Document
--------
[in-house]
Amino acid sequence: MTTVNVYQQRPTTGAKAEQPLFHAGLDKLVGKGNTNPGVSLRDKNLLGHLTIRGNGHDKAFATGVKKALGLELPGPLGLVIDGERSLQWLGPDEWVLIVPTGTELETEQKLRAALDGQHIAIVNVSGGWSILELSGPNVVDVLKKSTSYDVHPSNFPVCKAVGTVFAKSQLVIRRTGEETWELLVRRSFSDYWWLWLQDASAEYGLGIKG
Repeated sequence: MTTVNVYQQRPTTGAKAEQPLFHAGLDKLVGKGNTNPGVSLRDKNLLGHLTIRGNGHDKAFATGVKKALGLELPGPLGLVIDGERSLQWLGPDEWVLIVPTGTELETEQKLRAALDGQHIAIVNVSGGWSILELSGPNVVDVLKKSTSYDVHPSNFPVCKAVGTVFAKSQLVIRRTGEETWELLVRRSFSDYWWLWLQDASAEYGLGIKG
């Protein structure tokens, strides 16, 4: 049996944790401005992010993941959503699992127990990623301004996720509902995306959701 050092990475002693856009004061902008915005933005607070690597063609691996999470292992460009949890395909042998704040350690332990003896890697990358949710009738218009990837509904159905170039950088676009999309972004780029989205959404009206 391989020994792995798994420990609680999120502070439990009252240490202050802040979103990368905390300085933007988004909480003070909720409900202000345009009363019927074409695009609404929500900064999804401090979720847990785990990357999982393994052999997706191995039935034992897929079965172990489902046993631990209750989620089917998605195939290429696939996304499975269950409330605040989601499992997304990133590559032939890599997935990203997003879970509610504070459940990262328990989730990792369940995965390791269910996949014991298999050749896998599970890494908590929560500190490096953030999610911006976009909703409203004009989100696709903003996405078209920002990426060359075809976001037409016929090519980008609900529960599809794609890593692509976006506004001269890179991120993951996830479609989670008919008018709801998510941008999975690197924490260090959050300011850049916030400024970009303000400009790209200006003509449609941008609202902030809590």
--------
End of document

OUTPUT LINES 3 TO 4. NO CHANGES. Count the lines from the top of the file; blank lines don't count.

Repeated sequence: MTTVNVYQQRPTTGAKAEQPLFHAGLDKLVGKGNTNPGVSLRDKNLLGHLTIRGNGHDKAFATGVKKALGLELPGPLGLVIDGERSLQWLGPDEWVLIVPTGTELETEQKLRAALDGQHIAIVNVSGGWSILELSGPNVVDVLKKSTSYDVHPSNFPVCKAVGTVFAKSQLVIRRTGEETWELLVRRSFSDYWWLWLQDASAEYGLGIKG
């Protein structure tokens, strides 16, 4: 049996944790401005992010993941959503699992127990990623301004996720509902995306959701 050092990475002693856009004061902008915005933005607070690597063609691996999470292992460009949890395909042998704040350690332990003896890697990358949710009738218009990837509904159905170039950088676009999309972004780029989205959404009206 391989020994792995798994420990609680999120502070439990009252240490202050802040979103990368905390300085933007988004909480003070909720409900202000345009009363019927074409695009609404929500900064999804401090979720847990785990990357999982393994052999997706191995039935034992897929079965172990489902046993631990209750989620089917998605195939290429696939996304499975269950409330605040989601499992997304990133590559032939890599997935990203997003879970509610504070459940990262328990989730990792369940995965390791269910996949014991298999050749896998599970890494908590929560500190490096953030999610911006976009909703409203004009989100696709903003996405078209920002990426060359075809976001037409016929090519980008609900529960599809794609890593692509976006506004001269890179991120993951996830479609989670008919008018709801998510941008999975690197924490260090959050300011850049916030400024970009303000400009790209200006003509449609941008609202902030809590």